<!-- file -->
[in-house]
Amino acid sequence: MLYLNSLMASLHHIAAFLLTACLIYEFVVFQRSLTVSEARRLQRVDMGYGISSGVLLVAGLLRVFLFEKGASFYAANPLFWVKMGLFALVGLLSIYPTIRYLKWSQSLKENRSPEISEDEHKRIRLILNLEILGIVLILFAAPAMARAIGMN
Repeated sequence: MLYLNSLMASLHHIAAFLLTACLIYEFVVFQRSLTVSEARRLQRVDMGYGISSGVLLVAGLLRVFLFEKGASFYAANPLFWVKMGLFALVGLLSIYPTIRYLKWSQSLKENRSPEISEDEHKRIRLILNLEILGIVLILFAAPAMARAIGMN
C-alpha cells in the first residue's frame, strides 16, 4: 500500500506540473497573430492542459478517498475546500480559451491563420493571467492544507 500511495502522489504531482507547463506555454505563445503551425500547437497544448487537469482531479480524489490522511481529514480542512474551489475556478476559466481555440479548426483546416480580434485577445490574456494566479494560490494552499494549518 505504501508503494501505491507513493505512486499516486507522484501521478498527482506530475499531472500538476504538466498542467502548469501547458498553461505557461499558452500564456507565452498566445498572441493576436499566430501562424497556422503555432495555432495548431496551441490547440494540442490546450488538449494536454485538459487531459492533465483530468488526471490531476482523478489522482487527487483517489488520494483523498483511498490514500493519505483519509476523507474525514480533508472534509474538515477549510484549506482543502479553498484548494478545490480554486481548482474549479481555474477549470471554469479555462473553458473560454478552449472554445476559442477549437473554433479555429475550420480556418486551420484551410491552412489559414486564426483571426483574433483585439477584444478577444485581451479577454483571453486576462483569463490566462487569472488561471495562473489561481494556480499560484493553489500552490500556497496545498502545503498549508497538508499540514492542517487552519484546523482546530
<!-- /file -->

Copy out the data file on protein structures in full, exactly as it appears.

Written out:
[in-house]
Amino acid sequence: MLYLNSLMASLHHIAAFLLTACLIYEFVVFQRSLTVSEARRLQRVDMGYGISSGVLLVAGLLRVFLFEKGASFYAANPLFWVKMGLFALVGLLSIYPTIRYLKWSQSLKENRSPEISEDEHKRIRLILNLEILGIVLILFAAPAMARAIGMN
Repeated sequence: MLYLNSLMASLHHIAAFLLTACLIYEFVVFQRSLTVSEARRLQRVDMGYGISSGVLLVAGLLRVFLFEKGASFYAANPLFWVKMGLFALVGLLSIYPTIRYLKWSQSLKENRSPEISEDEHKRIRLILNLEILGIVLILFAAPAMARAIGMN
C-alpha cells in the first residue's frame, strides 16, 4: 500500500506540473497573430492542459478517498475546500480559451491563420493571467492544507 500511495502522489504531482507547463506555454505563445503551425500547437497544448487537469482531479480524489490522511481529514480542512474551489475556478476559466481555440479548426483546416480580434485577445490574456494566479494560490494552499494549518 505504501508503494501505491507513493505512486499516486507522484501521478498527482506530475499531472500538476504538466498542467502548469501547458498553461505557461499558452500564456507565452498566445498572441493576436499566430501562424497556422503555432495555432495548431496551441490547440494540442490546450488538449494536454485538459487531459492533465483530468488526471490531476482523478489522482487527487483517489488520494483523498483511498490514500493519505483519509476523507474525514480533508472534509474538515477549510484549506482543502479553498484548494478545490480554486481548482474549479481555474477549470471554469479555462473553458473560454478552449472554445476559442477549437473554433479555429475550420480556418486551420484551410491552412489559414486564426483571426483574433483585439477584444478577444485581451479577454483571453486576462483569463490566462487569472488561471495562473489561481494556480499560484493553489500552490500556497496545498502545503498549508497538508499540514492542517487552519484546523482546530